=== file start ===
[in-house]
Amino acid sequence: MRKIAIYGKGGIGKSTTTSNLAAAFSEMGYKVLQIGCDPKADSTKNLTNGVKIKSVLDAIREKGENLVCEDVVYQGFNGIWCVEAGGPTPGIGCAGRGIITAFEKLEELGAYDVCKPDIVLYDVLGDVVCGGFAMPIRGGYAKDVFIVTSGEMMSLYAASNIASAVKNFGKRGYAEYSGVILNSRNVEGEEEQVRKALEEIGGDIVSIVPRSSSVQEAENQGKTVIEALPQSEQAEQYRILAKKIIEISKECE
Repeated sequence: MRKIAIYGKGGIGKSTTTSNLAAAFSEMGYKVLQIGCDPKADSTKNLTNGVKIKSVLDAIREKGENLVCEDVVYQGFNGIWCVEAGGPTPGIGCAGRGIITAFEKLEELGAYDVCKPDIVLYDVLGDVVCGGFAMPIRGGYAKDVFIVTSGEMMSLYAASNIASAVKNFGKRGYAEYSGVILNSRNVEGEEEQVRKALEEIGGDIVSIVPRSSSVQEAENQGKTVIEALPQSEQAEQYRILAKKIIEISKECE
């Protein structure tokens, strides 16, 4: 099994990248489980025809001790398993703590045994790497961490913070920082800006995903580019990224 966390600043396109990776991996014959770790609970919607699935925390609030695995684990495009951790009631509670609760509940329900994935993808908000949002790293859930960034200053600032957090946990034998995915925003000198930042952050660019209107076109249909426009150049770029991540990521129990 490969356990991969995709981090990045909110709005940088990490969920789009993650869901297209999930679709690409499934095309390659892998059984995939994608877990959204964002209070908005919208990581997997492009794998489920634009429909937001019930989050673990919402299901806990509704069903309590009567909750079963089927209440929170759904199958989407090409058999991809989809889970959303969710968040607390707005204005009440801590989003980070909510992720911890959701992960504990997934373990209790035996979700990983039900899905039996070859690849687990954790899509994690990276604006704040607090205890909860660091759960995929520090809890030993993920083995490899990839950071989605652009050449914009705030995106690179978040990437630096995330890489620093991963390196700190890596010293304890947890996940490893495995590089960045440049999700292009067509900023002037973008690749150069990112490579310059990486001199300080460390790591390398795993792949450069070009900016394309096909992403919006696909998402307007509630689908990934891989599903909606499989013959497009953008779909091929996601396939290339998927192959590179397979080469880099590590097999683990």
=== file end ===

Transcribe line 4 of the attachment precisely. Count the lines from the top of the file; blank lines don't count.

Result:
């Protein structure tokens, strides 16, 4: 099994990248489980025809001790398993703590045994790497961490913070920082800006995903580019990224 966390600043396109990776991996014959770790609970919607699935925390609030695995684990495009951790009631509670609760509940329900994935993808908000949002790293859930960034200053600032957090946990034998995915925003000198930042952050660019209107076109249909426009150049770029991540990521129990 490969356990991969995709981090990045909110709005940088990490969920789009993650869901297209999930679709690409499934095309390659892998059984995939994608877990959204964002209070908005919208990581997997492009794998489920634009429909937001019930989050673990919402299901806990509704069903309590009567909750079963089927209440929170759904199958989407090409058999991809989809889970959303969710968040607390707005204005009440801590989003980070909510992720911890959701992960504990997934373990209790035996979700990983039900899905039996070859690849687990954790899509994690990276604006704040607090205890909860660091759960995929520090809890030993993920083995490899990839950071989605652009050449914009705030995106690179978040990437630096995330890489620093991963390196700190890596010293304890947890996940490893495995590089960045440049999700292009067509900023002037973008690749150069990112490579310059990486001199300080460390790591390398795993792949450069070009900016394309096909992403919006696909998402307007509630689908990934891989599903909606499989013959497009953008779909091929996601396939290339998927192959590179397979080469880099590590097999683990």